I just submitted an entry to a new directory that will be coming out that lists creators (writers, artists, editors, reviews, and publishers) of New Pulp stories. I didn’t really know that I was one until I published in Storyhack, but after researching more into this fairly new sub-genre, I think that many of my stories have, at least at their core, a New Pulp aesthetic that I may try to emphasize more.
So, What is New Pulp?
Great question that–to be honest, I had to do some digging on the web to really figure it out myself. I guess the easiest way to define it would be to give you a definition of “Old” Pulp and then tell how “New” Pulp is different.
Basically, these are the stories from the 1930s – 1950s that you hear so much about. These are sci-fi and adventure stories that cared far more for the flavor and zest of the story than actual realism or verisimilitude. These are the stories in which rocket-ships have fins, aliens live on Mars without vacuum suits, and hidden civilizations hide under the earth or in deep forests. Pulp was no so much interested in the “real world” effects of science, so long as the authors could use their imaginations and create stories that illustrated conflict.
New Pulp are stories that take the same action and adventure element, but which do not necessarily throw away realism or verisimilitude to achieve that adventure aesthetic. These are stories that have the adventure/action element at their core. Essentially, this is the “Action Movie” genre for fiction.
This is What I Like To Read
One of the reasons that I’m not as invested in Sci-Fi and Fantasy (in fiction) as much as I used to be is that the concept of a “hero” has pretty been dumped and the new concept is either “morally ambiguous” (aka “gray” characters) which basically just means the protagonist is either a “badass” that does things for his/her own self-interest (Pitch Black) or “mean people doing mean things to each other (Game of Thrones) or the idea of “literary” sci-fi (which is “character-driven”) which means little-to-no action. It’s all about the dialogue and the internal conflict.
I love characters and characterization, but I love characters doing something meaningful. That’s the type of fiction I like to read and write: characters who are engaged in an action or problem and seeing how that character will succeed or fail based on his/her personality traits or flaws. What happens when you’re an “ace” pilot, but the ship you’re piloting is a piece of junk? How do you survive on an alien world with just an umbrella when it’s raining lava, but you’ve seen Fred Astaire’s Singing in the Rain since you were two years old and know it by heart? New Pulp (or at least what I understand it to be) comes closest to this, and while I won’t always be writing/publishing in the New Pulp sub-genre, I can tell you that the aesthetic will always be there–I want my stories to be fun, adventurous, and exciting, which are (as I understand it) the very hallmarks of the New Pulp sub-genre.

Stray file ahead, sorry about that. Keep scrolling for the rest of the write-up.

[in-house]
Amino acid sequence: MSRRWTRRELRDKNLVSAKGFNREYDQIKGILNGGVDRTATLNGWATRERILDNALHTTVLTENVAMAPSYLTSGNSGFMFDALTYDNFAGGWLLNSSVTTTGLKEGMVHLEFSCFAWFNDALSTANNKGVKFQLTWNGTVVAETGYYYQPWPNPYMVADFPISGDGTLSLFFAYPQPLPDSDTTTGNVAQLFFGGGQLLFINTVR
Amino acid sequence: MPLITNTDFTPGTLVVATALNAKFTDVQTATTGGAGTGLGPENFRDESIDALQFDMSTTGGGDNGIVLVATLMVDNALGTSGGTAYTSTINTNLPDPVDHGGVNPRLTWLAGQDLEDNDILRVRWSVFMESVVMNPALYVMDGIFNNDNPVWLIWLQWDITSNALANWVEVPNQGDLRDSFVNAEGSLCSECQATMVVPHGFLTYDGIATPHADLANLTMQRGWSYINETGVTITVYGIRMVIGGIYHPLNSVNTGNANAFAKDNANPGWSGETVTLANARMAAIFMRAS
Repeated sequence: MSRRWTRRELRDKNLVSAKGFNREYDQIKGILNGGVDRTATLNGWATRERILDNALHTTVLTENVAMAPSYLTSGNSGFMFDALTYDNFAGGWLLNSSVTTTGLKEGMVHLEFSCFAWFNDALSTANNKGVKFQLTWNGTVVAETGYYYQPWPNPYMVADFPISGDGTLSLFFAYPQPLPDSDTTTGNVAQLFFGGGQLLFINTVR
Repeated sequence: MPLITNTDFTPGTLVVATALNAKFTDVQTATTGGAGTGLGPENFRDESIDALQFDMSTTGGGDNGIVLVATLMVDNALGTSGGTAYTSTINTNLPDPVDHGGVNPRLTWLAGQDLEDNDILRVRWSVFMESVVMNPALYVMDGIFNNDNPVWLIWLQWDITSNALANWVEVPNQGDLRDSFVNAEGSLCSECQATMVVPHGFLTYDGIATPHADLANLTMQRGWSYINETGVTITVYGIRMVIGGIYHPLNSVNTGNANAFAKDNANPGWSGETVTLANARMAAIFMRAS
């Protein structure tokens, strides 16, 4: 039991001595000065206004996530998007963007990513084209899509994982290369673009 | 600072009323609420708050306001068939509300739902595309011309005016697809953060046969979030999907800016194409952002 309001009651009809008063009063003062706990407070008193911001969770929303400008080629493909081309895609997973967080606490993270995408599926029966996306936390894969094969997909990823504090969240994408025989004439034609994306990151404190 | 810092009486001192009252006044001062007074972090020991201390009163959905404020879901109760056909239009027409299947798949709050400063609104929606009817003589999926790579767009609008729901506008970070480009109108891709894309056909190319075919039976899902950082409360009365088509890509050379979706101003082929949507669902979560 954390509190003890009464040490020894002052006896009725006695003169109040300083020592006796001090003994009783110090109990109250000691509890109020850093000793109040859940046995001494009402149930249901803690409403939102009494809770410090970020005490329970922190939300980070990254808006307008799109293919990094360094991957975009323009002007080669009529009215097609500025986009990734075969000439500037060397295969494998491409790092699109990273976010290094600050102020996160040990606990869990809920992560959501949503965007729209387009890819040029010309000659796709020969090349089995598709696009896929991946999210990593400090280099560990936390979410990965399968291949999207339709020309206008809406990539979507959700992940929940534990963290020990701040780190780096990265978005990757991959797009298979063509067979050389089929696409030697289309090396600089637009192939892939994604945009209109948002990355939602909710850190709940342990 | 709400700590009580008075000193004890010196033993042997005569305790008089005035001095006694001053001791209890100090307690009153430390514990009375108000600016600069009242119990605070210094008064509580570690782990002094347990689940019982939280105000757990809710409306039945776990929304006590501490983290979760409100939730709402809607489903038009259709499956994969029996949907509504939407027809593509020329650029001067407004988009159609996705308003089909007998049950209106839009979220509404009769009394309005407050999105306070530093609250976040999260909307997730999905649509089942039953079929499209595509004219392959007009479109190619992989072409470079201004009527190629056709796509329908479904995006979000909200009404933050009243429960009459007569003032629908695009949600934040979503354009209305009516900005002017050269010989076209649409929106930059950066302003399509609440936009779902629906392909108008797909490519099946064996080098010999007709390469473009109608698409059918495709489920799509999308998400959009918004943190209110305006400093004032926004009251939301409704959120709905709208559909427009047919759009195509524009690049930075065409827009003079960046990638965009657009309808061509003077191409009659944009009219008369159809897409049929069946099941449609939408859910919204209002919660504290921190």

Now, when I write, am I thinking about writing a “New Pulp” story? No, I’m thinking about writing a Science Fiction story or a Fantasy story, but I do so with a lot of action, and knowing about the New Pulp sub-genre gives me more places and opportunities to market my work. Hopefully, there will be fewer rejections than from tradition/literary markets who (by and large) don’t give a flip about the things that I like about the Sci-Fi and Fantasy genres, rich characterization AND really cool plot/action.
How Can I Find Out More About New Pulp?
Well here are a couple of websites that can help you out:
Also, here is a good publisher of Pulp/New Pulp (and full disclosure: the place where I sent my entry to be included in a directory of New Pulp creators that I mentioned in my introduction.)
Airship 27: http://www.airship27.com/
Well, that’s all I have time for today. Sorry this post is late, but between work and watching the Playstation 5 Reveal event, I’m behind in getting this one out. See you the next blog post.
Please consider supporting these fine small press publishers where my work has appeared:
- Purchase HawkeMoon on Amazon.com (Paperback) or eBook
- Purchase Dragonhawk on Amazon.com (Paperback) or Kindle
- Purchase WarLight on Amazon.com (Paperback) or Kindle
- Purchase Ship of Shadows on Amazon.com (Paperback) or Kindle
- Purchase Faerie Knight on Amazon.com (Paperback) or Kindle
Currently Working On (6/2020):
- The Independent (Sci-Fi Short-Story)–
Editing: Revision 1
- “Project Arizona” (Weird Western Story)
Drafting: First Draft
- Ship of Shadows Graphic Novel
Finished: Script, Issue #1
Next: Script, Issue #2